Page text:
- Bavaria currently has credit authorizations in the amount of 1.9 billion euros misused, among other things, to deal with the corona pandemic for climate change programs.
1.9 Preliminary conclusion
The green inflation is not a random development, but politically desired. This is also confirmed by Michael Fratzscher, president of the DIW and the “court economist” of the left-wing parties in Germany. According to them, the prices for energy should rise so that:
… the consumption of fossil fuels within Europe is declining.
… the consumer “realizes” that he cannot “pollute the environment” for free.
… the price of energy is so high that new energy innovations become profitable.
… the rest of the world sees that this “climate-friendly” way of doing business is the only way.
The green inflation will lead to the fact that the EU and Germany’s citizens become impoverished, while the rest of the world will gradually move away from “climate protection”.
2. The citizen and green inflation
2.1 Green inflation in everyday life
The inflation rate in Germany rose to near 8 percent in May 2022. Across Europe, we are in the worst phase of inflation since the euro was created. Inflation started as early as the second quarter of 2021. The ECB is now targeting a 25 basis point rate hike in July 2022, while struggling with the widening of EU bond yield spreads as southerners cannot handle even such a small rate hike. This means that alternative solutions will be found. No matter what this alternative solution looks like, it will be at the expense of Germany.
The prices for fossil fuels (e.g., gasoline) were already rising months before the Ukraine conflict. This conflict naturally worsened the situation, but it is not the cause of it. The price of fossil fuels like gasoline was rising months before the Ukraine conflict (see chart).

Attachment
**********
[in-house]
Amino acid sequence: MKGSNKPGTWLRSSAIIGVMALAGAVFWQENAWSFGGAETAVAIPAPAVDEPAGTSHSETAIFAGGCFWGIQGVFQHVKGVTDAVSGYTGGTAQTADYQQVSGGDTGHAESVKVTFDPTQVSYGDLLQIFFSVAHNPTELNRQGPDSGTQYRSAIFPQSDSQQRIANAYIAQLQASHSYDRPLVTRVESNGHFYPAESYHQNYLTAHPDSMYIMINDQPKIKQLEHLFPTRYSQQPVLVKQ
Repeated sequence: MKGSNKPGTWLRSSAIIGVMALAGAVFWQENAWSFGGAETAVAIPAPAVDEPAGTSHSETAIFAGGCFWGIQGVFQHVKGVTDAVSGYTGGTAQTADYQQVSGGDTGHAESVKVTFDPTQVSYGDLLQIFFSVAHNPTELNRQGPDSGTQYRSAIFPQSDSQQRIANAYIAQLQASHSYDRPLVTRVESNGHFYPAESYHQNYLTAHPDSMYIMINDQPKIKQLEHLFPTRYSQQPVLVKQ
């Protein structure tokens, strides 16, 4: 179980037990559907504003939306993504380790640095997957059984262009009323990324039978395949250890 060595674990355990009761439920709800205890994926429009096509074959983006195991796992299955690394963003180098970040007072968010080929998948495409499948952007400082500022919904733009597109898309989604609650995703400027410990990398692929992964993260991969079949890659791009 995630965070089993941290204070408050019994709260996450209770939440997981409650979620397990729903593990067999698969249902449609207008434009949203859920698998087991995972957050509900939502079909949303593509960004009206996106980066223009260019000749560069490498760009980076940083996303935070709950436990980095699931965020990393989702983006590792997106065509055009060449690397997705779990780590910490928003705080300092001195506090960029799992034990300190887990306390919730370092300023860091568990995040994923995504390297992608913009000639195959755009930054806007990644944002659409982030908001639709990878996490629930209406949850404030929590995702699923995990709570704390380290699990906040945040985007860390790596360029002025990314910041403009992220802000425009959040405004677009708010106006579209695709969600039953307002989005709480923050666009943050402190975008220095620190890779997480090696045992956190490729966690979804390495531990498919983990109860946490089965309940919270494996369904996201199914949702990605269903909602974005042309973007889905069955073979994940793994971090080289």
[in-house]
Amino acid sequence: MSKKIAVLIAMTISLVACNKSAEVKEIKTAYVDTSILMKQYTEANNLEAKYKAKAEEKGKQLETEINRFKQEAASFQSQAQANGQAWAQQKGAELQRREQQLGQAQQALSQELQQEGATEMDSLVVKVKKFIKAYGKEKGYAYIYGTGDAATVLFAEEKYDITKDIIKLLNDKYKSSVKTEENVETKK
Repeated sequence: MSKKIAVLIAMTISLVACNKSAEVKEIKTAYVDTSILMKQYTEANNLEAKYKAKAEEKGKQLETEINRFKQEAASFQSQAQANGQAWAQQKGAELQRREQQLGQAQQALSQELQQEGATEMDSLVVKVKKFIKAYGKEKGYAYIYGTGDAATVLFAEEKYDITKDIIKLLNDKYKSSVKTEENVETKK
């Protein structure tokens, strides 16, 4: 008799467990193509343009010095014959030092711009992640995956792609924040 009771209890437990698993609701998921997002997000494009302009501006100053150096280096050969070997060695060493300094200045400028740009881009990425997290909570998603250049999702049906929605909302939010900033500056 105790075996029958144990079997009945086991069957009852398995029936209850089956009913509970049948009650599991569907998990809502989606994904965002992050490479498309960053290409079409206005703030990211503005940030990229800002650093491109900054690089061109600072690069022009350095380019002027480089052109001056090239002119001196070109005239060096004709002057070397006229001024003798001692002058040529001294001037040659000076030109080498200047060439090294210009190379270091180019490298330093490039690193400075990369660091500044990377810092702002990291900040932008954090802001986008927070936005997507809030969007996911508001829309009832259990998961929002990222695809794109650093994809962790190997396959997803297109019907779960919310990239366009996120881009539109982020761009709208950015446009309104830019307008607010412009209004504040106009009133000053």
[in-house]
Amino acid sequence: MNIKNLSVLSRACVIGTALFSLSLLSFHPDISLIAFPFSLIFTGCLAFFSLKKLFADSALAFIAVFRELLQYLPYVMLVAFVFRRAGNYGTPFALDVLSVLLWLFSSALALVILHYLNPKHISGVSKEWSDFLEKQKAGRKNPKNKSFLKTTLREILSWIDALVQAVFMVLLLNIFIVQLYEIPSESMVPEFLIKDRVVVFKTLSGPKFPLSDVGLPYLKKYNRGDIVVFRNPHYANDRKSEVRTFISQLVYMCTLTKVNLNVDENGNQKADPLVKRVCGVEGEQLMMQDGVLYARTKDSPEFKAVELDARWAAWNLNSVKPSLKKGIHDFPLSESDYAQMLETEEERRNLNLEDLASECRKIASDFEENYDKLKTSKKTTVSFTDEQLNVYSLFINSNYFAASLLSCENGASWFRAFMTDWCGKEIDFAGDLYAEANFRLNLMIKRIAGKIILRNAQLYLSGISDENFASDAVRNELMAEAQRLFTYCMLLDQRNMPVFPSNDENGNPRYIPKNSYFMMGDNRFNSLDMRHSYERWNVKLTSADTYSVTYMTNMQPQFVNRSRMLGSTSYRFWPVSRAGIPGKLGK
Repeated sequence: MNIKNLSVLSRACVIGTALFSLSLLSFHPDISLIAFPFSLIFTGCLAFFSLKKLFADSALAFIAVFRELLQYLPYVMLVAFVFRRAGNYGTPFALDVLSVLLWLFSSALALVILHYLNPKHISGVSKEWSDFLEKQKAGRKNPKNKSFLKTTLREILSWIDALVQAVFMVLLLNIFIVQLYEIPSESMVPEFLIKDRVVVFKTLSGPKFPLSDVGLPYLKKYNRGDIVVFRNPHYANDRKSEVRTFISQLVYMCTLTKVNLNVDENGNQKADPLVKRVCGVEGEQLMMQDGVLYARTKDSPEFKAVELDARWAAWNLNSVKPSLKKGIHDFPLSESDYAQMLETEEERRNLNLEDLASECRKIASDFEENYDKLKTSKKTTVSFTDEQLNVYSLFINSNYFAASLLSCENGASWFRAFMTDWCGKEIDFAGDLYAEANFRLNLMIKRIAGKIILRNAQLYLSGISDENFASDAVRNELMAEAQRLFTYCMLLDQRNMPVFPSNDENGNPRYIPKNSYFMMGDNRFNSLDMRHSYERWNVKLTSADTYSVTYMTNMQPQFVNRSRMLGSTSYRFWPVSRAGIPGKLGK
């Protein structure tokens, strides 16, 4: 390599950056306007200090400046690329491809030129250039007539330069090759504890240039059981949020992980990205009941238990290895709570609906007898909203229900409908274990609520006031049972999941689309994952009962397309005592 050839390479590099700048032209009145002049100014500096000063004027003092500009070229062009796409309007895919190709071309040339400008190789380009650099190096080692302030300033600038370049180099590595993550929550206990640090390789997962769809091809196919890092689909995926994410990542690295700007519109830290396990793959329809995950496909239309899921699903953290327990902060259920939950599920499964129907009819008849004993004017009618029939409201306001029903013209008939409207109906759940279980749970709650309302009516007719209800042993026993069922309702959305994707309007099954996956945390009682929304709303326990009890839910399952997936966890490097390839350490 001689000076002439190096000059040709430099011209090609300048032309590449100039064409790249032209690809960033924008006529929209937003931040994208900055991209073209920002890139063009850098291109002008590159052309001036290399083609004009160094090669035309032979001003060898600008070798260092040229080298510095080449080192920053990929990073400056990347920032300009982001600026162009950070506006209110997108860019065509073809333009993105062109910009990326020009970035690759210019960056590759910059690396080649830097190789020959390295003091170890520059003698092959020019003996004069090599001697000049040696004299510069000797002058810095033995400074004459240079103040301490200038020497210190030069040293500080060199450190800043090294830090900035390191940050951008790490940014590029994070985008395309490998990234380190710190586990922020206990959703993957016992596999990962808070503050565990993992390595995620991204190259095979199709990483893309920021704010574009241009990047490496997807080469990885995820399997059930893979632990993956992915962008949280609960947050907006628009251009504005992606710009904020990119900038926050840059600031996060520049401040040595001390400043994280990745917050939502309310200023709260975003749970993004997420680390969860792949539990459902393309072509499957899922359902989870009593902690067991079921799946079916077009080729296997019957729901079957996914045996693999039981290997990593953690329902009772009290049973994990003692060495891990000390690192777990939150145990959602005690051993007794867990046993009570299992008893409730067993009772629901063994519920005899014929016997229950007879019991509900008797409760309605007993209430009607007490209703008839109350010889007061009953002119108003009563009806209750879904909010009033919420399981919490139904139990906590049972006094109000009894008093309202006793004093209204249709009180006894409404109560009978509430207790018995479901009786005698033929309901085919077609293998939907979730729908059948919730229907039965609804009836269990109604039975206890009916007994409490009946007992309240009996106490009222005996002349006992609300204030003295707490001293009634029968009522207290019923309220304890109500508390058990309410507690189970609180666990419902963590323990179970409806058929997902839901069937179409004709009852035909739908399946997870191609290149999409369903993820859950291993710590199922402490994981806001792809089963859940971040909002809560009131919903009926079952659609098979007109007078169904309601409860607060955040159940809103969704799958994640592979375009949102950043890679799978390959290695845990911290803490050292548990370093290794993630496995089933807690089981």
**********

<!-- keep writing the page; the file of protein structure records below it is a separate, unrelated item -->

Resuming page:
Chart 3. Average price for Super E10 fuel in Germany (January 2014 to July 2022, in euro cents per litre)
Source: Statista (2022).
2.2 No planning security for companies
In Germany there is no planning security for companies, especially energy-intensive industries are increasingly avoiding Germany. Wacker Chemie prefers to build its plants in Texas, the relocation of the production of combustion engines by BMW and Mercedes was already planned for 2020. The mineral oil companies are also at the mercy of climate politics in Europe and North America. Here, too, green politics leads to green inflation, since companies have no planning security for investments.
You can see that in the development of the petrol price. Often the development of the oil price is compared with the development of the gas price and it is concluded that the gas price must go down if the oil price goes down. However, there are considerable costs involved in processing the oil in motor vehicle fuels.
Due to the corona pandemic and the green saber rattling (the declared “end for fossil fuels”), the refinery capacities in Europe were not expanded. Investments in the future have also been reduced in anticipation of green bans. The corporations, petrol station operators and economists claim that a temporary anti-inflationary federal tax reduction on fuel taxes was passed on. This may be so, however the consumer does not feel it. The ifo Institute attempted a comparison with France and came to the conclusion that the discount was passed on but was not able to absorb the rising prices (see chart).
Chart 4. Diesel prices in Germany and France (04/14/2022 – 06/19/2022, daily average values, in euros)
Source: ifo Institute (2022). | Germany (blue), France (grey).
2.3 Germany world leader in electricity prices
The green technologies, which are often praised as cheap, economical and efficient, make life in Germany considerably more expensive. The consideration from an economic perspective is simple: if green technologies were cheap, economical and efficient, everyone in the world would use them. That’s not the case.
Germany (and Denmark) has the highest electricity prices for private households in the world at 0.34 euros per kWh. The price increase has been unchecked for almost two decades (see graphic). The green technologies are making everything considerably more expensive in Germany, from private energy consumption to industrial production.
Chart 5. Electricity prices for household customers in Germany (2011 – 2020, in euro cents per kilowatt hour)
Source: Bundesnetzagentur (2022). | Basic service contract (blue), special contract with the basic supplier (dark blue), different provider than the basic supplier (grey).